Tag Archives: Facts

Complex and simple systems

Simple systems have clear links between inputs and outputs. If certain knowable conditions are met, there’s a well-defined function that maps the inputs to the outputs.

Complex systems are different. They feature multiple actors that offer up a probability distribution of inputs which interact in context-specific functions with partially knowable forms and indeterminate weights. The outputs which are produced as a result are therefore impossible to predict with full accuracy. Our best bet is to develop increasingly educated guesses.

As a result of the different nature of simple and complex systems, the approach necessary to succeed when working with each is different. In particular, working with simple systems requires knowledge of the facts.

In addition to knowledge of the facts, working with complex systems requires an understanding of the incentives of different actors, an iterative approach to testing these incentives and how their interactions produce outputs, and a readiness to revise the form and weights of the context-specific functions you develop as you learn from experience.

Since simple systems are easier to solve, many people solve them. So you’re likely to get immediate positive feedback from someone after solving a simple system.

Since complex systems are harder to solve (in fact you can’t fully solve them and have to be content with getting gradually closer to solving them), there are fewer people solving them. This means that there are fewer people there to give you immediate positive feedback on your progress.

Making progress towards solving complex systems also takes more time, so the frequency of feedback is lower than that which you get when solving simple systems.

However, the intrinsic and extrinsic rewards from making progress in understanding how complex systems work are much greater than the rewards from actually solving simple systems.

Words, facts, and emotions

Eric Weinstein, a mathematician and economist who is also managing director at Thiel Capital, wrote an excellent piece on what he believes is the most important scientific term or concept that ought to be more widely known. It’s called Russell conjugation (or emotive conjugation) in honor of philosopher Bertrand Russell and, stated simply, it shares that words have two layers, a factual layer and an emotional layer.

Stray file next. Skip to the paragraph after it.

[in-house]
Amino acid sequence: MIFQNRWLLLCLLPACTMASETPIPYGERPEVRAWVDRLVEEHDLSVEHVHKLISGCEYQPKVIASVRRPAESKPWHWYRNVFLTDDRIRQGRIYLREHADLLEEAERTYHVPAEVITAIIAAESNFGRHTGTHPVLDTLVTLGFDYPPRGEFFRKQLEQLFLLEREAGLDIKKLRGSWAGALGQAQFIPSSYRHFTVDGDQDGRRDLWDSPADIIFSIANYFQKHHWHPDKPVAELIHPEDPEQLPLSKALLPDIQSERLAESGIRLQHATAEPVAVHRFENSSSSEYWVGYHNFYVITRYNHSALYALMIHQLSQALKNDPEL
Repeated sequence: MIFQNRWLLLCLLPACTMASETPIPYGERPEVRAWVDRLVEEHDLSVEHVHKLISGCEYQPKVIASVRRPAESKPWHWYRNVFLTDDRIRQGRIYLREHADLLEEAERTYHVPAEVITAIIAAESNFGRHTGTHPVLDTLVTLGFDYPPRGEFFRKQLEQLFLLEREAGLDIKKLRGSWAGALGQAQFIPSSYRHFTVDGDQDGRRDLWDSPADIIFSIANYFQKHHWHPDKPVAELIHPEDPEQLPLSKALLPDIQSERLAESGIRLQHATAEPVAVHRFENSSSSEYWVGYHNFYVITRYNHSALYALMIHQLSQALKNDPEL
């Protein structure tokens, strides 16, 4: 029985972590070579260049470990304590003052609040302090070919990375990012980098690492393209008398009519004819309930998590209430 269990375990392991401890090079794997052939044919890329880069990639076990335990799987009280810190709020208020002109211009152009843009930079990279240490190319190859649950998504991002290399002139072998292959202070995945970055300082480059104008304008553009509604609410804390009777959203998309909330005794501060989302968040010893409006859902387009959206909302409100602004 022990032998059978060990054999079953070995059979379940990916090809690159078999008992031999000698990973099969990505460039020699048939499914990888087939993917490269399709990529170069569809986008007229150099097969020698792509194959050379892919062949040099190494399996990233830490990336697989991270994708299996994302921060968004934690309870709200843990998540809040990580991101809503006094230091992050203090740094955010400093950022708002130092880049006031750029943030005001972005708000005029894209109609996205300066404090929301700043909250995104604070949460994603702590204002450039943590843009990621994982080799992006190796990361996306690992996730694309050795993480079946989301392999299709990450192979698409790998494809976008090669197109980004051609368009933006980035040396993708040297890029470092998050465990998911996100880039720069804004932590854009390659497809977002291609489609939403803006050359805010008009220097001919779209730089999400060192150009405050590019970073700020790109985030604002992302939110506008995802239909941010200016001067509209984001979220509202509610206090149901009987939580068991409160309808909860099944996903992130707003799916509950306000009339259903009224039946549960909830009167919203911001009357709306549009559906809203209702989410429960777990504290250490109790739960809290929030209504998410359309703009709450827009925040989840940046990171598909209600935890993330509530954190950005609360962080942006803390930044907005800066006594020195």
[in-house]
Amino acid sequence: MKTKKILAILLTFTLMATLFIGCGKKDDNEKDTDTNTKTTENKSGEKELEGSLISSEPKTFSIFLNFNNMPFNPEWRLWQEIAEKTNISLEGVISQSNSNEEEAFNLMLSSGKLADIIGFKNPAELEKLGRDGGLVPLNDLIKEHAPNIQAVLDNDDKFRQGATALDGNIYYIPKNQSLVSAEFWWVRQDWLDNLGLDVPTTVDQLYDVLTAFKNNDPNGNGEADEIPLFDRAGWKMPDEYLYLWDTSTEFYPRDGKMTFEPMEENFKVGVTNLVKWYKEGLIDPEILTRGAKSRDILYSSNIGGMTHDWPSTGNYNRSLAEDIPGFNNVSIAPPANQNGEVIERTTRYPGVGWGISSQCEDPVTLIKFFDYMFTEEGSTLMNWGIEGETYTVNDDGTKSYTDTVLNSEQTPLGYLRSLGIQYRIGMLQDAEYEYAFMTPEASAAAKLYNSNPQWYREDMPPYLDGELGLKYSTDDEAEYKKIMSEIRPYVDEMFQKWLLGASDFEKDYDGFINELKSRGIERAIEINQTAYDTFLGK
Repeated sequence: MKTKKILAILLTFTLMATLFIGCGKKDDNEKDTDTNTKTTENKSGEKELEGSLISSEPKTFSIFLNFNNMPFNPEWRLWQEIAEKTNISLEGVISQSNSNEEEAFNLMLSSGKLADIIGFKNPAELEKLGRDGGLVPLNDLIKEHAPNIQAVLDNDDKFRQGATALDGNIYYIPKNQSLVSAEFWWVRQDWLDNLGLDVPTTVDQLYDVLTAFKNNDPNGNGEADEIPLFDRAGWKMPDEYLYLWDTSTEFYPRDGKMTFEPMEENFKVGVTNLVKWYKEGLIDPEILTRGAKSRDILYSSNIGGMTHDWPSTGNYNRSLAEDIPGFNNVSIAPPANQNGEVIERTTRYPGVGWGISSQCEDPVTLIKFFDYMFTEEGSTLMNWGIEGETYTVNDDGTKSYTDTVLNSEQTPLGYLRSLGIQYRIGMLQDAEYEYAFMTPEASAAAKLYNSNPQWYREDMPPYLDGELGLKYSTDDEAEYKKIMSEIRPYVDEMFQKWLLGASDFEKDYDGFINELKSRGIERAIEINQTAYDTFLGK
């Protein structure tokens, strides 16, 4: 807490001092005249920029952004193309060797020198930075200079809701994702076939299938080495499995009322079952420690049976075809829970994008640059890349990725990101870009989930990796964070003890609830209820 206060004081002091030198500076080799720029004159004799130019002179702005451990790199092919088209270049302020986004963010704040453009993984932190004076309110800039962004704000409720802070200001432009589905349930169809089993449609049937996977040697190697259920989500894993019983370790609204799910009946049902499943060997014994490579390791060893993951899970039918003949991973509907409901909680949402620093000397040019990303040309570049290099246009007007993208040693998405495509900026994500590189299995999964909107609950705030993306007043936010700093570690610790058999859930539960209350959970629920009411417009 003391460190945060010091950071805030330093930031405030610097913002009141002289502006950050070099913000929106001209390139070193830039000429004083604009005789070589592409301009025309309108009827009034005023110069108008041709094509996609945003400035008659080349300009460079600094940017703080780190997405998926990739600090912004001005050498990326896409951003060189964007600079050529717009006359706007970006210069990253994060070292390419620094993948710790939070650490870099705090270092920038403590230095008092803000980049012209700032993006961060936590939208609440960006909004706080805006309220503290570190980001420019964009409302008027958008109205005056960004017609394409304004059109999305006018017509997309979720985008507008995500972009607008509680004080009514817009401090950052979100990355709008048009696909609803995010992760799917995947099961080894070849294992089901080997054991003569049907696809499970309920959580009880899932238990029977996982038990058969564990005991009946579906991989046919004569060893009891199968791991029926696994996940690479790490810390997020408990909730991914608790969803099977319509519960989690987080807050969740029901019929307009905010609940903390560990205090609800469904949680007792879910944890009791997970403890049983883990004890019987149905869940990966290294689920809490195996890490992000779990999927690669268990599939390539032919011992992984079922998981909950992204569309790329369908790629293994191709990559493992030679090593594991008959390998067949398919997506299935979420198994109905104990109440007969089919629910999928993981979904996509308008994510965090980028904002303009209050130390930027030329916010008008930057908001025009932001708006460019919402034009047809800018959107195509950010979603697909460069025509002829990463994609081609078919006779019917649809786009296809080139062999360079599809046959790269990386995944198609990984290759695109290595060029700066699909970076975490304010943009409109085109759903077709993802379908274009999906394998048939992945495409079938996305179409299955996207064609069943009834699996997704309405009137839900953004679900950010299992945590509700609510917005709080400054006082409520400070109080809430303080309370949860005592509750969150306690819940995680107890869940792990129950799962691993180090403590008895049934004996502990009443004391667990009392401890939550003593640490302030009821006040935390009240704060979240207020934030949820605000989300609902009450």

From the example in Eric’s piece, each of the phrases below suggests that people don’t change their mind. That’s the factual component. However, the perception that you have of each person after reading the phrase is different. And that’s the emotional layer.

“I am firm. [Positive empathy]
You are obstinate. [Neutral to mildly negative empathy]
He/She/It is pigheaded. [Very negative empathy]”

As shown in this example, the emotional layer sometimes simply reflects who is being talked about. If you’re describing yourself, you’re likely to use a word with a more positive emotional connotation than if you’re talking to someone else in the same room. And if you’re talking about someone else who isn’t in the same room, it’s easier to use a word with a more negative emotional connotation.

I have two key takeaways from the piece.

The first is to, to the extent possible, extract the factual and emotional layers of the information you absorb. The factual layer reflects the communicator’s perception of reality while the emotional layer reflects how they feel about that reality. Both are valuable signals.

The second is to choose your words carefully. Your recipient will interpret what you say based on the emotional connotation of your words to the same if not to a greater extent than their factual content.

I highly recommend reading the full piece which you can do so here.